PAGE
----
UFC 276 takes place this coming Saturday night in Las Vegas and we’ve got our predictions for all the fights below.
UFC 276: Adesanya vs. Cannonier Main Card
Israel Adesanya vs. Jared Cannonier
Adesanya already has four successful defences of his middleweight title as he prepares to face another challenger in Cannonier, who has five wins from his last six Octagon outings.
Initially a heavyweight fighter, Cannonier gradually came down in weight until he found his true calling as a powerfully built middleweight with big finishing power, though he’s not all about brute-force as he’s actually a fairly patient striker who has improved his technical ability over time and will look to land thudding leg kicks alongside his heavy-handed punches.
So, Cannonier’s technique is good, but in Adesanya he’s facing a top-of-the-food-chain striker who honed his craft at the highest level in kickboxing before becoming one of MMA’s biggest stars.
A truly dynamic striker with a 5″ height and 2.5″ reach advantage to show it off to it’s full extent, one of Adesanya’s best weapons may well be the fact that he has such a high fight IQ. That enables him to control the distance the fight is fought at and stay defensively sound, while reading his opponents like a book with razor-sharp counters and a knack for selecting the right shot at the right time.
Cannonier may have a power advantage, but I think he’ll find it difficult to find a home for his biggest punches, and it may well be that he’ll have to resort to trying to wrestle the champion in an attempt to gain the upper-hand with his hard-hitting ground-and-pound.
However, I’m not convinced that Cannonier’s wrestling is good enough to successfully make the entries he needs to bring down Adesanya, who will prove to be too slick and too fast, and will be the fresher man in the later rounds as he increasingly starts to pick apart the challenger on the feet and retains his title with a decision victory.
Alexander Volkanovski vs. Max Holloway
Unbeaten in his 11 UFC fights so far, including two decision victories over Holloway, Volkanovski rightly comes into this trilogy fight brimming with confidence.
It helps that since his very narrow split-decision win over Holloway in their last encounter in 2020 that Volkanovski has convincingly beaten Brian Ortega and then put on an absolutely dominant display of striking during a TKO win against ‘The Korean Zombie’, which appeared to suggest that the champion is still continuing to evolve his skills.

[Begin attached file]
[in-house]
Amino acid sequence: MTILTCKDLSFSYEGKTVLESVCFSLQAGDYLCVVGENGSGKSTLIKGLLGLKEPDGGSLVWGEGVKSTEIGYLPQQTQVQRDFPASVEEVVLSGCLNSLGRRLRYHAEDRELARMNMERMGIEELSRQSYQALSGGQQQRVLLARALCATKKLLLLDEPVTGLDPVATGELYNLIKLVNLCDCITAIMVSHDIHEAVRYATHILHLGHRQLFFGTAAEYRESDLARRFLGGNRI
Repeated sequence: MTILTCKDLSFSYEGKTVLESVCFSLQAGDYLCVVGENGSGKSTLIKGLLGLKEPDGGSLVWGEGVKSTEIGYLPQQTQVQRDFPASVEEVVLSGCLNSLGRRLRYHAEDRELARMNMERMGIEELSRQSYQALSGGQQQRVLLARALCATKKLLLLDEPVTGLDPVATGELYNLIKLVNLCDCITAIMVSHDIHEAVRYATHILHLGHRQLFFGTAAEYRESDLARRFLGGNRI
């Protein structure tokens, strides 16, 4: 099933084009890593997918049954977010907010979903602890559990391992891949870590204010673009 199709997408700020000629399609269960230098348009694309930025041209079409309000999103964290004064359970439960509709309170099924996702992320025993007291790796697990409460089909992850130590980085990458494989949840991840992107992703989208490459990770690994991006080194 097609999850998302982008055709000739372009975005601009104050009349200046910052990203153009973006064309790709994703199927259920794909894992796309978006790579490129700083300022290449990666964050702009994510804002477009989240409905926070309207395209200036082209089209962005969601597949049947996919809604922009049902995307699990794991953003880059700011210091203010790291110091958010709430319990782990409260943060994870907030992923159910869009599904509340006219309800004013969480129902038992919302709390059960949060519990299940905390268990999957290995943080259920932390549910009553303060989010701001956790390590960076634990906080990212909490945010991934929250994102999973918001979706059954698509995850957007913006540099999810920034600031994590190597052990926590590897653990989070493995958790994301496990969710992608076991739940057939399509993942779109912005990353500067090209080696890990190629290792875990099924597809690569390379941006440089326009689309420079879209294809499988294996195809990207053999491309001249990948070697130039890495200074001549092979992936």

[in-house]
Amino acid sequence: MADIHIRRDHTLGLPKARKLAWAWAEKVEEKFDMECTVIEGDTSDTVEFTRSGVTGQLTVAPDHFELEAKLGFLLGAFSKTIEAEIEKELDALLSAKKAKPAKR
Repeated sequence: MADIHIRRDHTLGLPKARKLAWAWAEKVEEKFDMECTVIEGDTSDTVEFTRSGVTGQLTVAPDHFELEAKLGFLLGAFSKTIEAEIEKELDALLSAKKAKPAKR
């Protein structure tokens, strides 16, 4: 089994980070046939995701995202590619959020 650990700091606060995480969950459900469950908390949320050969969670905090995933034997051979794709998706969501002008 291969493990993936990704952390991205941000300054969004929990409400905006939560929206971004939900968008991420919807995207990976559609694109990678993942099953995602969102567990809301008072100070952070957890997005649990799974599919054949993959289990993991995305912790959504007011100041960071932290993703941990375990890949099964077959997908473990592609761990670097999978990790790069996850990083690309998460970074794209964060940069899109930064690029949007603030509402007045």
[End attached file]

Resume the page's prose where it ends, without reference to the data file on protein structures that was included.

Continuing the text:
The same can be said of Holloway though as he put on an absolute striking clinic against Calvin Kattar in his next fight and defeated another high-level striker in Yair Rodriguez after that.
So this trilogy fight is shaping up to be another masterclass between two of the very best fighters in the sport where the very narrowest of margins may decide who wins and who loses.
I’ve always felt that Holloway is the more gifted and complete striker of the two with a wealth of dynamic weaponry at his disposal and an expert ability to put it all together with fluid, technical combinations. He will also feel he can land the more damaging blows here, having already knocked down Volkanovski twice in the early rounds of their previous fights, albeit only briefly.
Nevertheless, Volkanovski is also an excellent striker who might not be quite as eye-catching with his offensive offerings, but his more simplified, yet finely-honed stand-up style, including plenty of leg kicks, has proven to be very effective against Holloway, and the fact that he’s been able to match his high tempo has also been a key factor.
Meanwhile, as he looks to make further adjustments to the formula that won him the previous two fights, I do think there’s a real chance that Volkanovski may look to utilize his wrestling from earlier on this time around as there’s multiple benefits to that, from potentially getting some control time through to making Holloway more cautious on the feet and also wearing on his cardio.
This is such a hard fight to call and I’ve been going back-and-forth about my pick over the course of the week. However, in the end I’ll lean towards Volkanovski to take advantage of his wrestling alongside his striking to gain a slight edge on his way to another narrow decision win.
Sean Strickland vs. Alex Pereira
Strickland comes into this fight on a six-fight winning streak and ranked No.4 in the division, but a somewhat cautious, risk-adverse strategy last time out in split-decision victory over Jack Hermansson that was at-odds with his outspoken, brash and often controversial persona didn’t seem to go down well with the UFC brass.
The result is that rather than potentially fighting another leading contender, he is instead going up against the unranked but extremely dangerous Pereira, who only has two wins in the UFC so far, but already carries a big reputation due to the fact that he holds two victories over Israel Adesanya in 2016-2017 during their kickboxing days, with one of those coming by way of knockout.